"We make our food; thereafter, our food makes us." - Winston Churchill (with a slight modification)
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"We make our food; thereafter, our food makes us." - Winston Churchill (with a slight modification)
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post #12 of 25

We have an over adundance of tomatoes coming in from the garden and salsa has been on the menu as of late.

 

Salsa is all about freshness.

 

6 large  ripe Tomatoes.... med dice

1 med  Red Onion ....fine dice

2  Jalepinos......fine dice

1/2  sweet Red Pepper...... small dice

1/2  sweet Green Pepper .....small dice

1/2 cup coarsly chopped Cilantro

2 cloves Garlic .....minced

Juice of 2 small Limes

1 tsp Kosher Salt

2 tsp olive oil

 

I like a chunky Salsa that calls for the addition of sweet peppers.....adds a little more crunch too ! 

 

My feet are firmly planted in mid air
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My feet are firmly planted in mid air
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post #13 of 25

Here's my recipe for Pico de Gallo:

 

                    
* Exported from MasterCook *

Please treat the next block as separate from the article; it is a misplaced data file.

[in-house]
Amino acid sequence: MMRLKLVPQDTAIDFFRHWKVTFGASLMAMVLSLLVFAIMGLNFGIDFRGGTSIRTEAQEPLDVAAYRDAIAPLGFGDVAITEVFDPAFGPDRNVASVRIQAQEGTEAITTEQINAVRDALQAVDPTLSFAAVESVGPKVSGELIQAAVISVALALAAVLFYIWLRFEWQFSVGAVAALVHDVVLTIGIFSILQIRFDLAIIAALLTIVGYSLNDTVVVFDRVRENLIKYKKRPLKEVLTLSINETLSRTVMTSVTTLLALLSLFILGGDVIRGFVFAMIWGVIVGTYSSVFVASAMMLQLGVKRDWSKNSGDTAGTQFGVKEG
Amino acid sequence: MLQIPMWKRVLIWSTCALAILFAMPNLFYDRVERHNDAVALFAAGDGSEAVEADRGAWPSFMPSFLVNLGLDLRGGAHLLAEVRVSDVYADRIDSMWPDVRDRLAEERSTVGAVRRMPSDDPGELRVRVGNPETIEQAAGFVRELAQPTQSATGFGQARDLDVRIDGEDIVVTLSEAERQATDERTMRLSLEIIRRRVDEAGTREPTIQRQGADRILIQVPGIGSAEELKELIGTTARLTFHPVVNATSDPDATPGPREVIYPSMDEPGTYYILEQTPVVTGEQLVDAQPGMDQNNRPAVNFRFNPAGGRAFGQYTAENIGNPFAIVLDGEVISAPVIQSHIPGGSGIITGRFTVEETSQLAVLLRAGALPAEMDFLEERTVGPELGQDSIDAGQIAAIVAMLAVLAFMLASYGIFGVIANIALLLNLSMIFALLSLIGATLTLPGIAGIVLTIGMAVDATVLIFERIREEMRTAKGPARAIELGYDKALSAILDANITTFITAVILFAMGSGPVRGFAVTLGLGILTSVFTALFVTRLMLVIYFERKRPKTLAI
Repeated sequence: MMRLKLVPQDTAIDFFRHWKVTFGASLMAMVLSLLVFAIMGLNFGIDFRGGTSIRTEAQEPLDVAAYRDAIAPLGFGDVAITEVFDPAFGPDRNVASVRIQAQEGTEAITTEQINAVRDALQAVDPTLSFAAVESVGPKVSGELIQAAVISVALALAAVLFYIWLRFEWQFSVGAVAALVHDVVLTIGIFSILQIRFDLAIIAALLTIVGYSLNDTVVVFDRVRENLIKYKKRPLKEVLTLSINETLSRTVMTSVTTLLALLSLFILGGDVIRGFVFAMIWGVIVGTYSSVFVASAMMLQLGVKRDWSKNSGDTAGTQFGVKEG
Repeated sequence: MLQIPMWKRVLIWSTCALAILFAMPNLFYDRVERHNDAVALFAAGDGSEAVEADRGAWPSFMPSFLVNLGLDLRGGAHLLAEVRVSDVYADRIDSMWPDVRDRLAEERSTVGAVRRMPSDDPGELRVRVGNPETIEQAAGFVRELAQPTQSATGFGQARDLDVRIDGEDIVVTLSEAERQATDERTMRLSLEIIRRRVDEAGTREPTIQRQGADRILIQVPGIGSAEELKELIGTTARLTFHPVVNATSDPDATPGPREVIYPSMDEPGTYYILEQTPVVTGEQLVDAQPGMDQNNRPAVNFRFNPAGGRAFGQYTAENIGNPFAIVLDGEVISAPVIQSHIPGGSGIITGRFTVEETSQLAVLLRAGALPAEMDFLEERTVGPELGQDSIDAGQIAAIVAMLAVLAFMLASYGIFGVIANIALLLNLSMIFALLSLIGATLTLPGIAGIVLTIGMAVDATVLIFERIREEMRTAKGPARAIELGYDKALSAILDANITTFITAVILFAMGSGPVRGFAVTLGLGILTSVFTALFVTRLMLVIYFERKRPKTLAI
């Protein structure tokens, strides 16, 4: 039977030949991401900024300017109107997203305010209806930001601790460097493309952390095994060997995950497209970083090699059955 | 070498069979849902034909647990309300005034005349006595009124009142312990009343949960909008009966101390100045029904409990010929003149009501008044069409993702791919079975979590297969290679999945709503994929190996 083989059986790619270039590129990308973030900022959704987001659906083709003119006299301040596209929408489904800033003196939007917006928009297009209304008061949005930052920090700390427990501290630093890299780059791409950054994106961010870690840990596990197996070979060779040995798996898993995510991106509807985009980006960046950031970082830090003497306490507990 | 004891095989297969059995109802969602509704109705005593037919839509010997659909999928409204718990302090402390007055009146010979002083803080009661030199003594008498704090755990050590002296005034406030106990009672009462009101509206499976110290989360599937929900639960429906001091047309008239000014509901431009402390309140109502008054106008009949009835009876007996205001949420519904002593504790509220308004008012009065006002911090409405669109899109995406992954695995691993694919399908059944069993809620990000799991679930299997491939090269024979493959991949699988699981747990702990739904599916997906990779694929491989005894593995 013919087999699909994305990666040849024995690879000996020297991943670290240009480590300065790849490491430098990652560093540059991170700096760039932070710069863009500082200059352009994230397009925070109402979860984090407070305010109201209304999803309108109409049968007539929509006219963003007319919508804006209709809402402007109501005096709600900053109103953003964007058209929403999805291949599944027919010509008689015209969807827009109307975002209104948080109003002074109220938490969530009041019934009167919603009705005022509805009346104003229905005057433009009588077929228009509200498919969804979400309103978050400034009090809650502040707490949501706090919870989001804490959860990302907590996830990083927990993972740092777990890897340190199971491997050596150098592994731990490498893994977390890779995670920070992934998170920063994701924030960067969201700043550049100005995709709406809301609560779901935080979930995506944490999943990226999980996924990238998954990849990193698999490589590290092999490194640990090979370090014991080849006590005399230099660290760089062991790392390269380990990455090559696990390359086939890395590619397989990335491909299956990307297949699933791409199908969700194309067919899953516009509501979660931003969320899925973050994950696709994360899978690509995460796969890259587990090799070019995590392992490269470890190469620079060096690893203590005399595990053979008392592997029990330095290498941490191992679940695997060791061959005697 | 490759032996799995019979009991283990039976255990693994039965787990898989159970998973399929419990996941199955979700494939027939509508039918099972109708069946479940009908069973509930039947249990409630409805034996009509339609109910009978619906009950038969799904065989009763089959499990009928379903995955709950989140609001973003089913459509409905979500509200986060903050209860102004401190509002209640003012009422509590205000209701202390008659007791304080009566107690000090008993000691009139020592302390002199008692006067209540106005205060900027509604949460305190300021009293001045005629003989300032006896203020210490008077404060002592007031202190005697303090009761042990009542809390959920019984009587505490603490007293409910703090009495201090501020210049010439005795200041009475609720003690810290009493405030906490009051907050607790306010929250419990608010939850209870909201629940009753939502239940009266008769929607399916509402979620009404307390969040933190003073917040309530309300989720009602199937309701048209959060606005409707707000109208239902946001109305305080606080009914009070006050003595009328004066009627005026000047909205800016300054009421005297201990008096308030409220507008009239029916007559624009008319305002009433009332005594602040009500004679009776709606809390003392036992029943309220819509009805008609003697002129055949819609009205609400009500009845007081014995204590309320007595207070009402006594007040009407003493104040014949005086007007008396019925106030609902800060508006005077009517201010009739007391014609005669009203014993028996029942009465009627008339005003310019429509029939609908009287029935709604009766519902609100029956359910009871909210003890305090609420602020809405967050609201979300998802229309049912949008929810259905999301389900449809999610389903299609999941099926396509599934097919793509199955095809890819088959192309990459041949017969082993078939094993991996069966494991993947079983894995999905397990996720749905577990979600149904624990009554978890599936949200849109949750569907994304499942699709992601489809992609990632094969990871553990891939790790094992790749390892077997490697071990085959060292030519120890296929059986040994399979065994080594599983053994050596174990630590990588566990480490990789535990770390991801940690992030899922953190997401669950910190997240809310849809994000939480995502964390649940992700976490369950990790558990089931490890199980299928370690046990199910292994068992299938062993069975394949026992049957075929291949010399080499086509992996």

Pico De Gallo

Recipe By     :
Serving Size  : 100   Preparation Time :0:00
Categories    : Appetizer

  Amount  Measure       Ingredient -- Preparation Method


 
 

  6 1/4         pounds  tomatoes -- diced
  3 1/8         medium  yellow onion -- diced
  18 3/4   tablespoons  fresh cilantro -- (packed) chopped
  6 1/4    tablespoons  fresh lime juice
  3 1/8      teaspoons  lime zest -- fresh
  6 1/4   large cloves  garlic -- minced
  3 1/8          large  jalapeno -- seeded and minced
  1       16 1/2 ounce bag  tostito Scoops -- approximately 200 chips

Toss all ingredients in a medium bowl until well blended. Refrigerate until ready for use.

Yield:
  "1 1/2 quarts"
                                    - - - - - - - - - - - - - - - - - - -

Per Serving (excluding unknown items): 31 Calories; 1g Fat (34.8% calories from fat); 1g Protein; 5g Carbohydrate; 1g Dietary Fiber; 0mg Cholesterol; 22mg Sodium.  Exchanges: 1/2 Vegetable; 0 Fruit.


Nutr. Assoc. : 0 0 0 0 0 0 0 0
 
Chef,
Specialties: MasterCook/RecipeFox; Culinary logistics; Personal Chef; Small restaurant owner; Caterer
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Chef,
Specialties: MasterCook/RecipeFox; Culinary logistics; Personal Chef; Small restaurant owner; Caterer
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post #14 of 25

I'd much prefer red onions (maybe 1 large) and no cilantro - can't stand the stuff, but if you do like it, but down the amount.  Don't need the hot sauce - let the flavours combine and marry and you'll find it takes care of itself for flavour.  Lemon vs lime - in my mind lemon wins every time. Lemon zest in particular. There's something about lime my palate doesn't like.  That's just me though.

 

But all in all, a nice recipe, just needs some tweaking.

 Don't handicap your children by making their lives easy.
Robert A. Heinlein